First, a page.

The cost of offering stock options has been steadily increasing over the last three years, Hewitt said Wednesday.
Its study of 63 Fortune 100 US companies showed that the cost of options (as measured through potential dilution) has gone up 2% in the last three years. Although 52% of companies expressed a moderate (48%) or high (13%) level of concern over the cost, few are taking major steps to lower or control costs.
“The strong earnings and stock price performance in recent years has allowed companies to put the issue of stock option cost on the back burner,” said Ryan Harvey, executive compensation consultant at Hewitt. “If we have a market correction, or if earnings and stock price decline, many shareholders could become more concerned about the whole stock option cost issue, and pressure boards to do something about it.”
Over half of the companies (52%) surveyed don’t lower the number of options granted to compensate for an increase in grant value when stock price increases. Similarly, nearly 50% of companies target stock option levels above the 50th percentile in response to the competitive market for talent. “Companies need to be careful of these practices because they can lead to inflation of award sizes over time in a growing market,” said Harvey.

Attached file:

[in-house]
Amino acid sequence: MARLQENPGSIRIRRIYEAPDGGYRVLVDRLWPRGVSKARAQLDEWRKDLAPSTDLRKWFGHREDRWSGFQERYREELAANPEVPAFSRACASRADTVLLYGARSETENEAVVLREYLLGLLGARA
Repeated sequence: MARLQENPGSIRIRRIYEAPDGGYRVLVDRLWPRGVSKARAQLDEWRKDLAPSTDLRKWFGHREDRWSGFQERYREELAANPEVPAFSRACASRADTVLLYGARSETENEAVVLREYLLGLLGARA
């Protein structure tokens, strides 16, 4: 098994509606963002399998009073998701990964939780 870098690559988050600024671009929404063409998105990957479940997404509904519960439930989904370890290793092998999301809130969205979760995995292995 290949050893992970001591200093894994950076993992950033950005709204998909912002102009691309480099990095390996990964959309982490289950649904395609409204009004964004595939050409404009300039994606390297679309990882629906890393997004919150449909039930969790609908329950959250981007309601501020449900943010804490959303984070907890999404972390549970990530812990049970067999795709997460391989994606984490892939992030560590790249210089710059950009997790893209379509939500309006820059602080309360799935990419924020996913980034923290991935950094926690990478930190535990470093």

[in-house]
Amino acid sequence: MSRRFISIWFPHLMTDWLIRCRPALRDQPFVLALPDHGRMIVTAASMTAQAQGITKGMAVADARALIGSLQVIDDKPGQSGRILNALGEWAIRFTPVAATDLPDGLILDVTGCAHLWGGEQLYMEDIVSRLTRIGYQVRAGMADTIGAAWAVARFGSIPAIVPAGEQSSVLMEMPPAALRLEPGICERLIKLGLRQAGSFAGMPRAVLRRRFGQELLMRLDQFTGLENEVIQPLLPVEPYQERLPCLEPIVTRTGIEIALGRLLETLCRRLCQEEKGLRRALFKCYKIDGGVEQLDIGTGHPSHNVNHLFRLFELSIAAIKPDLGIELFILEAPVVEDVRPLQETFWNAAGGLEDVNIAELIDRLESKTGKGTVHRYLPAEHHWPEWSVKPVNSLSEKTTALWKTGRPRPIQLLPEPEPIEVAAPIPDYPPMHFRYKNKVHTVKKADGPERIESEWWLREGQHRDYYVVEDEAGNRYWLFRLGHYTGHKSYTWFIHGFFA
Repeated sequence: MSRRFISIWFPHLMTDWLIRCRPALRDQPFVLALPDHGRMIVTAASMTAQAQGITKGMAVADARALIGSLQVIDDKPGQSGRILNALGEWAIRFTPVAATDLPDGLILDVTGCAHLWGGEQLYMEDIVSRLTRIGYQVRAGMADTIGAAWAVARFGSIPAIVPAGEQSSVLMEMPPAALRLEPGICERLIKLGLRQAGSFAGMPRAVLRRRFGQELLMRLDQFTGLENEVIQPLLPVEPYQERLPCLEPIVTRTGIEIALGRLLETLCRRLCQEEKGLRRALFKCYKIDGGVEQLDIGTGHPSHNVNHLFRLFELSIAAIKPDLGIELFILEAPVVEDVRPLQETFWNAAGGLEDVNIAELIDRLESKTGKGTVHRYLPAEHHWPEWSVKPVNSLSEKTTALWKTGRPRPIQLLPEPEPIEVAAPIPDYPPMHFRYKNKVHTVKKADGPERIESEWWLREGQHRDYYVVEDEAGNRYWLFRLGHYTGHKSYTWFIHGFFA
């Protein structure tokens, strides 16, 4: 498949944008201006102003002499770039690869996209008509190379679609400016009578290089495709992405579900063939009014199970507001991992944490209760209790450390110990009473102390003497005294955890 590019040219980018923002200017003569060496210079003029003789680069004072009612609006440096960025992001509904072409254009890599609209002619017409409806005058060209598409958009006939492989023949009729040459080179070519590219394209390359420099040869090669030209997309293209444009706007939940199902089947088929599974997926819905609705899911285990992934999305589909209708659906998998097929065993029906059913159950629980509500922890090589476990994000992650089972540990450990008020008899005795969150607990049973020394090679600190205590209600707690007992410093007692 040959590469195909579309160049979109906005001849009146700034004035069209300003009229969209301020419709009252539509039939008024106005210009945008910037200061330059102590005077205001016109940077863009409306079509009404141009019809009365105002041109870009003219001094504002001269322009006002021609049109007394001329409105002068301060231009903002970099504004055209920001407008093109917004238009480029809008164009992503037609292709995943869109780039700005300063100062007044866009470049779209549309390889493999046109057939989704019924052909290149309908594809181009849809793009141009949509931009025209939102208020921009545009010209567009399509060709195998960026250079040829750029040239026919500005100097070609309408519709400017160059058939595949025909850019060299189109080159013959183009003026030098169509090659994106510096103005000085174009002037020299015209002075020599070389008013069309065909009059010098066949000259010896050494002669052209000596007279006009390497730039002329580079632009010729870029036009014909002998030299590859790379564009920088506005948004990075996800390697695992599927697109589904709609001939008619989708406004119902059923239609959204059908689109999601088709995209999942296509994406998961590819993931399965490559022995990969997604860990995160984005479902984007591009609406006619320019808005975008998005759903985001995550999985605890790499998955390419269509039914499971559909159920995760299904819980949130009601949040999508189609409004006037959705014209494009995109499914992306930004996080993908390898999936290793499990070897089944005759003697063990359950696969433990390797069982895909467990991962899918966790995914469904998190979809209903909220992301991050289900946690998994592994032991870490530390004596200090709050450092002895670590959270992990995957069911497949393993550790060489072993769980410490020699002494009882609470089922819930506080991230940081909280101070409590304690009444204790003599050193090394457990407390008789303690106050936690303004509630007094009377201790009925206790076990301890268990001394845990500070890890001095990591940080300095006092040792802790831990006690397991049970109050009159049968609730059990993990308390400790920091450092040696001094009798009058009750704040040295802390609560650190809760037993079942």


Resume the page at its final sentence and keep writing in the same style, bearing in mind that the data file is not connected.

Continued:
Forty-two percent of companies said that they expect the overall size of their stock option grants to rise over the next three years. Vesting schedules varied from one to five years, with 45% of companies vesting options over three years, and 26% vesting over four years. The study showed a modest trend toward increasing vesting schedules to four years, in order to more effectively retain talent.